Sunday, July 8, 2012

Bruichladdich "The Laddie Ten" outshines the beauty of its tale.

Bruichladdich "The Laddie Ten" is a phoenix rising from the ashes. Bruichladdich ("normally pronounced brook-lad-dee, or by some Gaelic speakers as broo-ee-clah-dee" according to the wiki article) was built in 1881 with the highest stills in Islay - to produce a pure and lovely spirit. It had a characteristically Hebridean history of conflict, struggle, and many instances of changing hands until 1994 when it was closed - apparently forever - for being "surplus to requirements".

It was purchased by a group of investors led by Mark Reynier of Murray McDavid on 19 December 2000 and Jim McEwan was brought from Bowmore (where he had worked since the age of 15) to manage the operations. McEwan's creative vision has made Bruichladdich one of the most dynamic and exciting distilleries in Scotland in the years since - mainly through the use of creative finishes on old stock produced before the shut down, and through the creation of young strongly peated expressions. The classic style of Bruichladdich - unpeated, sweet and floral with a hint of sea, takes time to mature. That meant waiting until at least 2011. And indeed that's what happened. The Laddie Ten is the classic style, made entirely by the new Bruichladdich team.

"The ten year old single malt, the first distilled under the new regime, went on sale following an emotionally charged ceremony as the bottles began to come off the Islay bottling line."

"Managing Director Mark Reynier, the man behind re-establishing Bruichladdich, said “It’s an inordinately proud and emotional moment for all of us. This is our first spirit we distilled once we got the old girl going again. And it’s not been easy; the Laddie 10 is the very hard-won fruit of a decade of unrelenting blood, sweat and tears by the whole team.'"

"The Laddie 10 is created by whisky legend Jim McEwan, designed to show off the timeless, Bruichladdich qualities of elegance, balance, purity and fruit, with that famous sea breeze tang."

It's a moving legacy for a dram of whisky. The question is - is it good enough to honor the legacy?

Bruichladdich The Laddie 10 46% abv.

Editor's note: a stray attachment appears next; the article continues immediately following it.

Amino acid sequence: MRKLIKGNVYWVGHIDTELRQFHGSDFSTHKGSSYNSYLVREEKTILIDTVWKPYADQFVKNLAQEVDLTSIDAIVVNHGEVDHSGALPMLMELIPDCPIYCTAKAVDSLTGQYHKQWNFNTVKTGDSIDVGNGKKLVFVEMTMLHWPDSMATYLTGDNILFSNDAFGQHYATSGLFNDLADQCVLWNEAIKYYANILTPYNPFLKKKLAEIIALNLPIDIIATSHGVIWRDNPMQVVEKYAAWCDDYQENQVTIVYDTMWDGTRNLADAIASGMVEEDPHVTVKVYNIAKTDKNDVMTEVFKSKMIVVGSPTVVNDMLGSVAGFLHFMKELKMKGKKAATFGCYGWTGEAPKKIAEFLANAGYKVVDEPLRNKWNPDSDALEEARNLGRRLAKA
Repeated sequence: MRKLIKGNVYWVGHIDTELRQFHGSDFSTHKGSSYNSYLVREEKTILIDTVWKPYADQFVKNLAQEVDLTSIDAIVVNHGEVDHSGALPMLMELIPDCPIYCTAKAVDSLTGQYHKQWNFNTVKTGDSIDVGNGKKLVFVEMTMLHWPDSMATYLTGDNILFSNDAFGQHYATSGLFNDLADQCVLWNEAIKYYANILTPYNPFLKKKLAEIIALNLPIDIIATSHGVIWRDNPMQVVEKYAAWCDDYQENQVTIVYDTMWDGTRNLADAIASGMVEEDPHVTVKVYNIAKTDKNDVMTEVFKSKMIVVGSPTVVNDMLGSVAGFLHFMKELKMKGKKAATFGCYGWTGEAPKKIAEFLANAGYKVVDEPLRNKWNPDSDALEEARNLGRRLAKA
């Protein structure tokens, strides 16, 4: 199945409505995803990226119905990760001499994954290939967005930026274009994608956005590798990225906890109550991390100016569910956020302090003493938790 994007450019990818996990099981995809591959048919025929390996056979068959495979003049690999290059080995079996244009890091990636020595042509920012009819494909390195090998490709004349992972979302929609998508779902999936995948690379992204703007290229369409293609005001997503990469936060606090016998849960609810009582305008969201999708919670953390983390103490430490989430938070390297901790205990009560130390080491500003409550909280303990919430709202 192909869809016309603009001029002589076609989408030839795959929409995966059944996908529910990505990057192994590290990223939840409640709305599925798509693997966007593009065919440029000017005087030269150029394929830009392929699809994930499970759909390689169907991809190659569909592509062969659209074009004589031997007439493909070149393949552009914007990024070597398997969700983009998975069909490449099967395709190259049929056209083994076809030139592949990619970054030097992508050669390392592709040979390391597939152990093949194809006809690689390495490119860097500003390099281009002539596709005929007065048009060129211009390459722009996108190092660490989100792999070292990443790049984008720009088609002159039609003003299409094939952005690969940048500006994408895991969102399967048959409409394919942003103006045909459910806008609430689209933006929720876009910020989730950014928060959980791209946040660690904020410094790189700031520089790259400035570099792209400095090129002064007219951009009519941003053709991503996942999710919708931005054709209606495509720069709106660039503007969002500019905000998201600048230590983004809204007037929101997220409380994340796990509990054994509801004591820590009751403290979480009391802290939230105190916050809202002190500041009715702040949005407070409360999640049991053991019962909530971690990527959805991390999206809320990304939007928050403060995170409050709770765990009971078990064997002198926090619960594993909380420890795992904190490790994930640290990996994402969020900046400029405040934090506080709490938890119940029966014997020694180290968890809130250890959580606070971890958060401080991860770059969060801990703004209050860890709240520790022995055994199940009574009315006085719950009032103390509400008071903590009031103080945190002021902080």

Color: new 14 carat gold

Nose: honey, heather floral blooms of sweet roses and magnolias and less sweet lilies and daffodils - rich and lovely. A hint of citrus. Then a whiff of band-aid vinyl, salt air from ocean breeze. A classic Laddie aroma.

Entry is gloriously honeyed, sweet and floral with a lovely silky mouth feel. Notes of yellow pear and bourbon vanilla seeds billow. The mid-palate expansion is spicy and rich. Floral vanillas, creme broullet custard (without baking spices) fill the mid. The turn shows a whiff of peat, not as smoke or earth but as a dusky note and a tingle of spicy warmth. The finish is long, gentle, warm and only slightly oaked. Few tannins, but some lingering spice of peat heat. A delightful sweet lacy floral yet spicy and character-filled dram. This is better than the Laddies of the 80s and 90s by far - but squarely in that classic style. McEwan has fully redeemed Bruichladdich and then some. Way better than I was expecting. A superb standard expression of Laddie.

A few drops of water amps up the less sweet floral notes at the expense of the sweeter perfume in the nose and makes the hint of sea a bit brighter. On the palate sugars are accentuated, but at the expense of some mid-palate richness. Pear comes close to turning to melon. Water is marginal at best. Perhaps just one or two drops. It's the conflation of sea and peat that complete as a foil the white fruit sweetness and floral entry that is so beguiling here. Borderline 5 stars and as pleasing as any $50 bottle of Scotch Malt that exists on the market.

(samples are 3cl bottles from Master of Malt)


A lengthy discussion on twitter concerned where the peat flavor notes in this expression (and Rocks) comes from as these use unpeated malt. The consensus (led by Oliver Klimeck of is that it isn't coming from the water, but rather from cross contamination from stills, mash tuns, and other distillery equipment that is used to produce peated expressions at other times.

(Update: Seven hours after I posted this Reuters broke the news that Reynier is in negotiations to sell Bruichladdich to Remy Cointreau)

The news about the planned buy out is igniting a firestorm of controversy. John Hansell writes on the Malt Advocate blog